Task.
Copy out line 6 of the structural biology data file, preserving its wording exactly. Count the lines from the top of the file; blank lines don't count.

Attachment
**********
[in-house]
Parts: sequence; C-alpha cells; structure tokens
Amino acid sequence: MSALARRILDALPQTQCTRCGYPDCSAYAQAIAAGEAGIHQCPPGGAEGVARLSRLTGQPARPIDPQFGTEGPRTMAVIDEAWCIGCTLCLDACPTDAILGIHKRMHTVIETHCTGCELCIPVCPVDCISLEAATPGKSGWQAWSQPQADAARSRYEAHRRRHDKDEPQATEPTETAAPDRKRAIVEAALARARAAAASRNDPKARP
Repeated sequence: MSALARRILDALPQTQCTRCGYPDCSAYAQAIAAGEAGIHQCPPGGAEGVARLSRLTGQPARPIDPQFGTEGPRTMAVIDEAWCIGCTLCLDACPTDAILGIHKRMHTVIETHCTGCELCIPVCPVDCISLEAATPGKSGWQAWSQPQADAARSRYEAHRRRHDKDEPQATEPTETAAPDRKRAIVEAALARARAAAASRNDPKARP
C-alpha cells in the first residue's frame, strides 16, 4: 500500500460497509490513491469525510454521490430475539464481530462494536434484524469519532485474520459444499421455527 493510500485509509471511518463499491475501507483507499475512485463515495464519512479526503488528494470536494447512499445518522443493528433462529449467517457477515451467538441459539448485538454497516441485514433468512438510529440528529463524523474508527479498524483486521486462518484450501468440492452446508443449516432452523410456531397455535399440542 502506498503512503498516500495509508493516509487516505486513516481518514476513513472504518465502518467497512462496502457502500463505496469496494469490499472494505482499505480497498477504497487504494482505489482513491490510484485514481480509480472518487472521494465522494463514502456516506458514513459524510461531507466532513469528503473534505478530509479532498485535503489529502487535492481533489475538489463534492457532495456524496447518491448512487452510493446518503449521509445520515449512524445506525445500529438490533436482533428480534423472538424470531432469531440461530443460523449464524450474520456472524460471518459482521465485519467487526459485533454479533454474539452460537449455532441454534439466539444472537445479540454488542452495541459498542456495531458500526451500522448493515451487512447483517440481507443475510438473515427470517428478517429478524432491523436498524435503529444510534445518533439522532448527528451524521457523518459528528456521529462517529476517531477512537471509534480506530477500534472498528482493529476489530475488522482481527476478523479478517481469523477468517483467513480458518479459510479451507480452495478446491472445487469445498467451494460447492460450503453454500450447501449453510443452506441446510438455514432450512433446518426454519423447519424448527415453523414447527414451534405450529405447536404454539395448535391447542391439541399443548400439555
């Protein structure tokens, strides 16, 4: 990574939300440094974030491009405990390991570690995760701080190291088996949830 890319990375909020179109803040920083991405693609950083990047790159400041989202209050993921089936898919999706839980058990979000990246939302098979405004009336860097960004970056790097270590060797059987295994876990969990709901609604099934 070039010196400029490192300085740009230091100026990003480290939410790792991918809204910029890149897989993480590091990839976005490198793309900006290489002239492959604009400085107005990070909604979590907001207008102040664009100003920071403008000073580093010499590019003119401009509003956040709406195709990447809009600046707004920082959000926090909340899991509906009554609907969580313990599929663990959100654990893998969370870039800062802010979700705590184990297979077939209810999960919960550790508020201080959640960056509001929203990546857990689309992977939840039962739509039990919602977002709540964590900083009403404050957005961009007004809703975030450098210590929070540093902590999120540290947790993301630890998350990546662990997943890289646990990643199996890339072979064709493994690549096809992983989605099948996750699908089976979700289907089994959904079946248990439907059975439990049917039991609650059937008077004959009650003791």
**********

């Protein structure tokens, strides 16, 4: 990574939300440094974030491009405990390991570690995760701080190291088996949830 890319990375909020179109803040920083991405693609950083990047790159400041989202209050993921089936898919999706839980058990979000990246939302098979405004009336860097960004970056790097270590060797059987295994876990969990709901609604099934 070039010196400029490192300085740009230091100026990003480290939410790792991918809204910029890149897989993480590091990839976005490198793309900006290489002239492959604009400085107005990070909604979590907001207008102040664009100003920071403008000073580093010499590019003119401009509003956040709406195709990447809009600046707004920082959000926090909340899991509906009554609907969580313990599929663990959100654990893998969370870039800062802010979700705590184990297979077939209810999960919960550790508020201080959640960056509001929203990546857990689309992977939840039962739509039990919602977002709540964590900083009403404050957005961009007004809703975030450098210590929070540093902590999120540290947790993301630890998350990546662990997943890289646990990643199996890339072979064709493994690549096809992983989605099948996750699908089976979700289907089994959904079946248990439907059975439990049917039991609650059937008077004959009650003791």